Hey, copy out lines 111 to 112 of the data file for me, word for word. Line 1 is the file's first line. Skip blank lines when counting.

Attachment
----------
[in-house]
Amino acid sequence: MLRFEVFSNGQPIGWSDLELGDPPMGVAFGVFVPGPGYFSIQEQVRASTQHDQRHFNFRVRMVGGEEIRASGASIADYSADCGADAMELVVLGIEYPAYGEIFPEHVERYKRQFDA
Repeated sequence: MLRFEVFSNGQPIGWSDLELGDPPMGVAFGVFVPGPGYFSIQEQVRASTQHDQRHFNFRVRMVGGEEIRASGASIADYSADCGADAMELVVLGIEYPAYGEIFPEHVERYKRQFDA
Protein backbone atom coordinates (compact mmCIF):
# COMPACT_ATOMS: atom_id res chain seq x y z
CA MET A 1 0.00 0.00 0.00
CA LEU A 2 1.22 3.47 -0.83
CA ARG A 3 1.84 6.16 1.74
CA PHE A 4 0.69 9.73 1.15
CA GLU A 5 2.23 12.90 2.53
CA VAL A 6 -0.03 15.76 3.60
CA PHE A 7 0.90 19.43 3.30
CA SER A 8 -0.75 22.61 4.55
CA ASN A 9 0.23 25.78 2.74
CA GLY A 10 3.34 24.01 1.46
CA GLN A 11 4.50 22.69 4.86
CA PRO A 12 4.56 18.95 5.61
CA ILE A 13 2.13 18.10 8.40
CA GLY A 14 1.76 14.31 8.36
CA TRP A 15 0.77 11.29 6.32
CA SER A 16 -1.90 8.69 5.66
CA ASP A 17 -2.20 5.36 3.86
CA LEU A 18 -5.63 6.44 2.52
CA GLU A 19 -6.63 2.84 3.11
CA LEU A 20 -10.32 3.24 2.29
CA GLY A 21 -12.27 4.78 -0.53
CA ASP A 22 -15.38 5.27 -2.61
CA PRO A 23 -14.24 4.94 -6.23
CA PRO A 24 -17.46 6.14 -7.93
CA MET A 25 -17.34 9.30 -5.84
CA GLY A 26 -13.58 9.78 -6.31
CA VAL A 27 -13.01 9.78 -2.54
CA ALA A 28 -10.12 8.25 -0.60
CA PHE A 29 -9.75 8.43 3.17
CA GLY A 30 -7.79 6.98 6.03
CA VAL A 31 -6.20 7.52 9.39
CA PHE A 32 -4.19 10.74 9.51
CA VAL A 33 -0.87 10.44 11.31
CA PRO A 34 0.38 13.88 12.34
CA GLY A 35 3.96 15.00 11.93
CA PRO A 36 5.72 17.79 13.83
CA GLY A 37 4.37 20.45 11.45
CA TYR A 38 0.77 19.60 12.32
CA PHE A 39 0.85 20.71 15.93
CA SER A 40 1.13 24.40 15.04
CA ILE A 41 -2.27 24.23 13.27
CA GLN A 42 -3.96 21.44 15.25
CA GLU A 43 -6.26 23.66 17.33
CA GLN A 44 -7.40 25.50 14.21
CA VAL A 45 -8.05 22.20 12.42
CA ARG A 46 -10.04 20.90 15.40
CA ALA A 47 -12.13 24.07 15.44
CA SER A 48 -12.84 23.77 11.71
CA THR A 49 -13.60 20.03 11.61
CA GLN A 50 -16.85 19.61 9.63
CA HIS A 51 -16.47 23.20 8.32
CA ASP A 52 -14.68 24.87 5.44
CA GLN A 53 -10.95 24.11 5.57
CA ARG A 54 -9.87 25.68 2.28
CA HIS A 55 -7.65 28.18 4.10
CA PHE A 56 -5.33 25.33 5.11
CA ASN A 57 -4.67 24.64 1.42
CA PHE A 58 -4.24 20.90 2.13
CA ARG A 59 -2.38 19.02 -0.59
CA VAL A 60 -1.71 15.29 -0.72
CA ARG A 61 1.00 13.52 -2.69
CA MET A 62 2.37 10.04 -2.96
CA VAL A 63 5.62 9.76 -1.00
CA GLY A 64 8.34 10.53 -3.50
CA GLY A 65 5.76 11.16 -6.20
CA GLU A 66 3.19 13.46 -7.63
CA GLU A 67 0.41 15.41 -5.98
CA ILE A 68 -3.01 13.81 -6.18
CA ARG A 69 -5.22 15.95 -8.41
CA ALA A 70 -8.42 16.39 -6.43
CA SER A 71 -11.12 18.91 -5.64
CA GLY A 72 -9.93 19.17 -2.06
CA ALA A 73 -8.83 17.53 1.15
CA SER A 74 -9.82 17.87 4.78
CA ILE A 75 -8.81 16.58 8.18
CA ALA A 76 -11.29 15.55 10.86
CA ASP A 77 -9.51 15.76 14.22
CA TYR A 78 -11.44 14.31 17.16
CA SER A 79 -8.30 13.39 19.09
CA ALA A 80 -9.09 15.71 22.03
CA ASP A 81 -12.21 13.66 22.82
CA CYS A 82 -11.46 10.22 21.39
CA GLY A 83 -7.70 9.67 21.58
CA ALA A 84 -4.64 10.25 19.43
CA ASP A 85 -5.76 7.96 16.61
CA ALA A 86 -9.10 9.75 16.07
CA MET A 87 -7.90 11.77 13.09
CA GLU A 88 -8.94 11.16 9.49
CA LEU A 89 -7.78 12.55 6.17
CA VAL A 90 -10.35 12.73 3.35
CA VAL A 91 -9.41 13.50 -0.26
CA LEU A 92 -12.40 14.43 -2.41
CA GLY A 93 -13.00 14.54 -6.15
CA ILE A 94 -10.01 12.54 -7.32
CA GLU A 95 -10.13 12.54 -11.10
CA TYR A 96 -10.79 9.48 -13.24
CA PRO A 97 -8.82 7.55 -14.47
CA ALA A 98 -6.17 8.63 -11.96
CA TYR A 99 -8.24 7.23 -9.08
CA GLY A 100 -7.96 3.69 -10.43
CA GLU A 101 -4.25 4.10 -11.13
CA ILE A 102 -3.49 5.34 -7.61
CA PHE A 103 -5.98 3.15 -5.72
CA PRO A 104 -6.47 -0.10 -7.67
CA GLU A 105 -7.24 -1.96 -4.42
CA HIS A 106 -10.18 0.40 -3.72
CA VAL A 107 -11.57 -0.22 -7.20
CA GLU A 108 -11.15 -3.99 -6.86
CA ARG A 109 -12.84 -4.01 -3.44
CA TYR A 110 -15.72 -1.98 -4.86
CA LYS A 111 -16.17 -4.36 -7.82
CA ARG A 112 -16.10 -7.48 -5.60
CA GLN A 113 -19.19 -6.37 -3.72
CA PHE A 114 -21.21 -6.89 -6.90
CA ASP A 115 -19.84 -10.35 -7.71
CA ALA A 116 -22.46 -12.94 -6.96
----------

CA HIS A 106 -10.18 0.40 -3.72
CA VAL A 107 -11.57 -0.22 -7.20